Keep an eye on your journey, your path, your developmental track. The I Ching frequently warns about “looking aside.” Looking aside means looking at what others are doing, checking to see who might be making more progress than you or less. Everyone is on his own developmental track, so don’t compare your track to others.
As Jung says,”Every advance in culture is, psychologically, an extension of consciousness, a coming to consciousness that can take place only through discrimination. Therefore an advance always begins with individuation, that is to say with the individual, conscious of his isolation, cutting a new path through hitherto untrodden territory. To do this he must first return to the fundamental facts of his own being, irrespective of all authority and tradition, and allow himself to become conscious of his distinctiveness. If he succeeds in giving collective validity to his widened consciousness, he creates a tension of opposites that provides the stimulation which culture needs for its further progress.”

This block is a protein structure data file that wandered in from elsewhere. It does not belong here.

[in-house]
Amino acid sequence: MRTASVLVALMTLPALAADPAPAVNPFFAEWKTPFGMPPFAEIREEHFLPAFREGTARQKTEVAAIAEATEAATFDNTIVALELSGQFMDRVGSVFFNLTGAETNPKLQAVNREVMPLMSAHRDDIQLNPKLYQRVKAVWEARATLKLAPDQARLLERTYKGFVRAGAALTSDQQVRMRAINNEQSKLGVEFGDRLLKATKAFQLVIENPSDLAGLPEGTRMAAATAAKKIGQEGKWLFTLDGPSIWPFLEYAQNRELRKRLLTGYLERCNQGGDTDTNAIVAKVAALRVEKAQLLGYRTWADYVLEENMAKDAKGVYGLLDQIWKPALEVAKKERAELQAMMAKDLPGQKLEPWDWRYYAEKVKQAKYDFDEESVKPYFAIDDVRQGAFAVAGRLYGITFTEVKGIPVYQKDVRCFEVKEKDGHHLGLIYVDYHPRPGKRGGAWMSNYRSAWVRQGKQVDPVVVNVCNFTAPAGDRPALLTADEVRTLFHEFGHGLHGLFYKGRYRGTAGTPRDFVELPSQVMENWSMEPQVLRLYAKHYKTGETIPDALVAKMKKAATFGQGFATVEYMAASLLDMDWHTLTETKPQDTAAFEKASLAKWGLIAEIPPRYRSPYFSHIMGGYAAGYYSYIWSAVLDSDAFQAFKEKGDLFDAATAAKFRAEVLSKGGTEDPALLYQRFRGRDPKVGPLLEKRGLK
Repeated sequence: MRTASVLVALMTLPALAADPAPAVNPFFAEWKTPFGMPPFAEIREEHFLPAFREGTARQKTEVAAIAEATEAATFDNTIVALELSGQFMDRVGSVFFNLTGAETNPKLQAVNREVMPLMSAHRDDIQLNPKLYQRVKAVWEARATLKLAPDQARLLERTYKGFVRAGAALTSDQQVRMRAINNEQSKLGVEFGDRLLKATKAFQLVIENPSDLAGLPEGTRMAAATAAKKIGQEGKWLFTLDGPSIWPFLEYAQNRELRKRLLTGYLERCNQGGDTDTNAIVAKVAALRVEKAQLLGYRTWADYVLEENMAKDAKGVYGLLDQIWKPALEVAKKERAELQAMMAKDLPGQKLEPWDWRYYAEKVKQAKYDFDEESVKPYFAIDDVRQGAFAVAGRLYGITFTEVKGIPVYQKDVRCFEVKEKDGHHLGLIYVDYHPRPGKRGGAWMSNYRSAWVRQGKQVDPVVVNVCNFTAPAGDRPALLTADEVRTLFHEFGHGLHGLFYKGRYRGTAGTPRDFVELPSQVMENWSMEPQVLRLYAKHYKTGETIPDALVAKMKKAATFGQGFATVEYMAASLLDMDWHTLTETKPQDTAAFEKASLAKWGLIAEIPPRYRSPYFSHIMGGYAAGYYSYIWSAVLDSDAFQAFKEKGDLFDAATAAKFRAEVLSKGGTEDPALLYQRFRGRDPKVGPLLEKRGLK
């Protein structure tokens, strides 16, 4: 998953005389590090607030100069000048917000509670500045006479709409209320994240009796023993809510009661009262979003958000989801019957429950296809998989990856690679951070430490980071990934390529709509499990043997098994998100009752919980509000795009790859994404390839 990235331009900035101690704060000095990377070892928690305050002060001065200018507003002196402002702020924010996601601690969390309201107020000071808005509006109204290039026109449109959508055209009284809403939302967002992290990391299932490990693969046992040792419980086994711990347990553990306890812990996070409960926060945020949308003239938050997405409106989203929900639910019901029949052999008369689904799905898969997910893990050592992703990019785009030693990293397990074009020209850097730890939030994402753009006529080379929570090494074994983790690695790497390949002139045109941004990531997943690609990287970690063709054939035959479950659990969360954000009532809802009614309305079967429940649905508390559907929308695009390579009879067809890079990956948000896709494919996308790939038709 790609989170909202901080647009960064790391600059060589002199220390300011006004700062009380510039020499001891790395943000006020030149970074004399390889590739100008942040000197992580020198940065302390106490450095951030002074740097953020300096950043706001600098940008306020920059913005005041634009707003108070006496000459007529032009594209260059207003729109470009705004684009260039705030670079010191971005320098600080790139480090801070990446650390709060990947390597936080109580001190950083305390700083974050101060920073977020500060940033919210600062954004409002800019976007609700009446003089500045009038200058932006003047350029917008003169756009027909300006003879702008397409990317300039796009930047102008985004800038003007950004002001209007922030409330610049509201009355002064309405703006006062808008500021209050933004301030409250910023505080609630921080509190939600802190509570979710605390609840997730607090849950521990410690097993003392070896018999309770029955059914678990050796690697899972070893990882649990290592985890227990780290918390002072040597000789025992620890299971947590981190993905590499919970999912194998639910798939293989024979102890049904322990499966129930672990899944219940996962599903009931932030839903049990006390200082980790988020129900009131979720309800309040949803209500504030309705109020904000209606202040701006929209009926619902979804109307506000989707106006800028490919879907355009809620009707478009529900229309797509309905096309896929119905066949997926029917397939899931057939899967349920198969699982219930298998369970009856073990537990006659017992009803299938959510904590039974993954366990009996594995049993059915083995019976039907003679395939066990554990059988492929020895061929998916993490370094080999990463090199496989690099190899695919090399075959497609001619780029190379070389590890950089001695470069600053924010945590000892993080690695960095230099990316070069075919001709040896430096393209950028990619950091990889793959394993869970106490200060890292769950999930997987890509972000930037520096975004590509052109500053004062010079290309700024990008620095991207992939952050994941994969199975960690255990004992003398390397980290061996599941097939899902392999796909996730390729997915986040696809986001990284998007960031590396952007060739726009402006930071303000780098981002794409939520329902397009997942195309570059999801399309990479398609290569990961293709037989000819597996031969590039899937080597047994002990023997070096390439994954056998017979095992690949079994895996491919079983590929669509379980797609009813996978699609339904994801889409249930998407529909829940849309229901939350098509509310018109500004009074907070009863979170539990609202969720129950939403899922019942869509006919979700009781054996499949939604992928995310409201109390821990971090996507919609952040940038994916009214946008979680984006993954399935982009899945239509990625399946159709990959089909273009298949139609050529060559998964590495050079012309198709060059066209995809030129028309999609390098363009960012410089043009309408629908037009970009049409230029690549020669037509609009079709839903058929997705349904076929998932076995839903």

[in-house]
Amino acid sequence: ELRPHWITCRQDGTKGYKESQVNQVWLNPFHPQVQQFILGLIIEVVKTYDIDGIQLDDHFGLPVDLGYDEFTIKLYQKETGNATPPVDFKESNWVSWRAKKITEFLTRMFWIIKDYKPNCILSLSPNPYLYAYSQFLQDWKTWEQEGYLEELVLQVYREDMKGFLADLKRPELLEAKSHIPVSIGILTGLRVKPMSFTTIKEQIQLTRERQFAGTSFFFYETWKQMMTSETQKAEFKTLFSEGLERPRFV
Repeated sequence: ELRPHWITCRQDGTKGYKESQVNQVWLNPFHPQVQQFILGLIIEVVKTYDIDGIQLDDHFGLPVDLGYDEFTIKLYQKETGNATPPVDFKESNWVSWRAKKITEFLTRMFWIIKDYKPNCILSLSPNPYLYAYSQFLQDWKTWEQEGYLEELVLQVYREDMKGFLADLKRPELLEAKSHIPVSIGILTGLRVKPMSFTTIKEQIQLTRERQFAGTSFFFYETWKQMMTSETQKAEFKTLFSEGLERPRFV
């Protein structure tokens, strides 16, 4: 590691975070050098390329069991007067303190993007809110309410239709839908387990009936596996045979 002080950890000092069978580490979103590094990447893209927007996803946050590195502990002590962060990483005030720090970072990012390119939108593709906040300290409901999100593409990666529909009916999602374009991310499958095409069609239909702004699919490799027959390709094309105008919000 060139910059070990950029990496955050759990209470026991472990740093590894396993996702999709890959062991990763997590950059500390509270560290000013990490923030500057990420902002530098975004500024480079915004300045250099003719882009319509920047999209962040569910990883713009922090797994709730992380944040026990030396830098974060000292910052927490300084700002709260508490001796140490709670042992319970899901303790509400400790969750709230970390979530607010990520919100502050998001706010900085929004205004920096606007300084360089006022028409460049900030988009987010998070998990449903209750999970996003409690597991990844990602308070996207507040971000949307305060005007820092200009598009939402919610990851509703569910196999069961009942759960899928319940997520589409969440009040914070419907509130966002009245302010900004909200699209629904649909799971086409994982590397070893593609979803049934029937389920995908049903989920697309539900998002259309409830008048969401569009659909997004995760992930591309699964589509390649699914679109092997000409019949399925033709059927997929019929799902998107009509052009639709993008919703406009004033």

By keeping your eyes on your journey with focus, engagement and persistence, you make your maximum contribution to the collective. Focusing on your journey, however, does not mean that you are ruthlessly pursuing an egocentric, selfish agenda. The journey is your life mission, what you came here to do, what is in accord with your essence and True Will, that which you will remember well on your deathbed. Focusing on your journey means deeply relating to those with whom you are connected by inner ties and being of service where appropriate. To be focused on your journey means that you are path-oriented, not goal-oriented. Your primary focus is on what’s happening right now and on what’s just up ahead, not what’s way off in the distance.
Consider this a propitious time to keep your eye on your journey.
What you need to keep your eye on is your “life field.” See: Temporal Fencing and Life Fields
For a practical way to navigate your journey day-by-day see:
See also writings on the Warrior Stance